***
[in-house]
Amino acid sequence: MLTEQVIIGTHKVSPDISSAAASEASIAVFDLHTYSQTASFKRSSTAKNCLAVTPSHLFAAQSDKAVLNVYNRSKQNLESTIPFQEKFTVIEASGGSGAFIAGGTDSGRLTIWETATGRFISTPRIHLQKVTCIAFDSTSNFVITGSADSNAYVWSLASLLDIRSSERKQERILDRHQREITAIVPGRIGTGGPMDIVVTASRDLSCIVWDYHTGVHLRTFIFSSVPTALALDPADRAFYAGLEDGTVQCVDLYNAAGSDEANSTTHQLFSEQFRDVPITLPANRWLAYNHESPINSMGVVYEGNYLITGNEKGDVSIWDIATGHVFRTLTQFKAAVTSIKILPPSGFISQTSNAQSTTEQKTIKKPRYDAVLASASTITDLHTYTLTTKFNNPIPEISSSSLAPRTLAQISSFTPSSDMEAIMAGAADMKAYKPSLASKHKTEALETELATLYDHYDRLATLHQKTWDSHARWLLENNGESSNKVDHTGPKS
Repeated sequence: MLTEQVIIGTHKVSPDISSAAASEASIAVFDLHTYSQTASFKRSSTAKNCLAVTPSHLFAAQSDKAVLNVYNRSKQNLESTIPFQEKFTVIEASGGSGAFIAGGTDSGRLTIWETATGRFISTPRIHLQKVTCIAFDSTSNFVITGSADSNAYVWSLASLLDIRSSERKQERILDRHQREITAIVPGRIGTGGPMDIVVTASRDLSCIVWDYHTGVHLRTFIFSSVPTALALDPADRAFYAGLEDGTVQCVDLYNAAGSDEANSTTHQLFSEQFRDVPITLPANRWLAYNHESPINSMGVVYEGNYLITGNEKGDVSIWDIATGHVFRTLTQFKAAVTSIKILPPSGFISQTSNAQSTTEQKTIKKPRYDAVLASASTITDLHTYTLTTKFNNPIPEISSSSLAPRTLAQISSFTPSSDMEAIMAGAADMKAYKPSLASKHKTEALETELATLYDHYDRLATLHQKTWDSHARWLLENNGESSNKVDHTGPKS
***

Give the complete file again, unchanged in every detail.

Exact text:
[in-house]
Amino acid sequence: MLTEQVIIGTHKVSPDISSAAASEASIAVFDLHTYSQTASFKRSSTAKNCLAVTPSHLFAAQSDKAVLNVYNRSKQNLESTIPFQEKFTVIEASGGSGAFIAGGTDSGRLTIWETATGRFISTPRIHLQKVTCIAFDSTSNFVITGSADSNAYVWSLASLLDIRSSERKQERILDRHQREITAIVPGRIGTGGPMDIVVTASRDLSCIVWDYHTGVHLRTFIFSSVPTALALDPADRAFYAGLEDGTVQCVDLYNAAGSDEANSTTHQLFSEQFRDVPITLPANRWLAYNHESPINSMGVVYEGNYLITGNEKGDVSIWDIATGHVFRTLTQFKAAVTSIKILPPSGFISQTSNAQSTTEQKTIKKPRYDAVLASASTITDLHTYTLTTKFNNPIPEISSSSLAPRTLAQISSFTPSSDMEAIMAGAADMKAYKPSLASKHKTEALETELATLYDHYDRLATLHQKTWDSHARWLLENNGESSNKVDHTGPKS
Repeated sequence: MLTEQVIIGTHKVSPDISSAAASEASIAVFDLHTYSQTASFKRSSTAKNCLAVTPSHLFAAQSDKAVLNVYNRSKQNLESTIPFQEKFTVIEASGGSGAFIAGGTDSGRLTIWETATGRFISTPRIHLQKVTCIAFDSTSNFVITGSADSNAYVWSLASLLDIRSSERKQERILDRHQREITAIVPGRIGTGGPMDIVVTASRDLSCIVWDYHTGVHLRTFIFSSVPTALALDPADRAFYAGLEDGTVQCVDLYNAAGSDEANSTTHQLFSEQFRDVPITLPANRWLAYNHESPINSMGVVYEGNYLITGNEKGDVSIWDIATGHVFRTLTQFKAAVTSIKILPPSGFISQTSNAQSTTEQKTIKKPRYDAVLASASTITDLHTYTLTTKFNNPIPEISSSSLAPRTLAQISSFTPSSDMEAIMAGAADMKAYKPSLASKHKTEALETELATLYDHYDRLATLHQKTWDSHARWLLENNGESSNKVDHTGPKS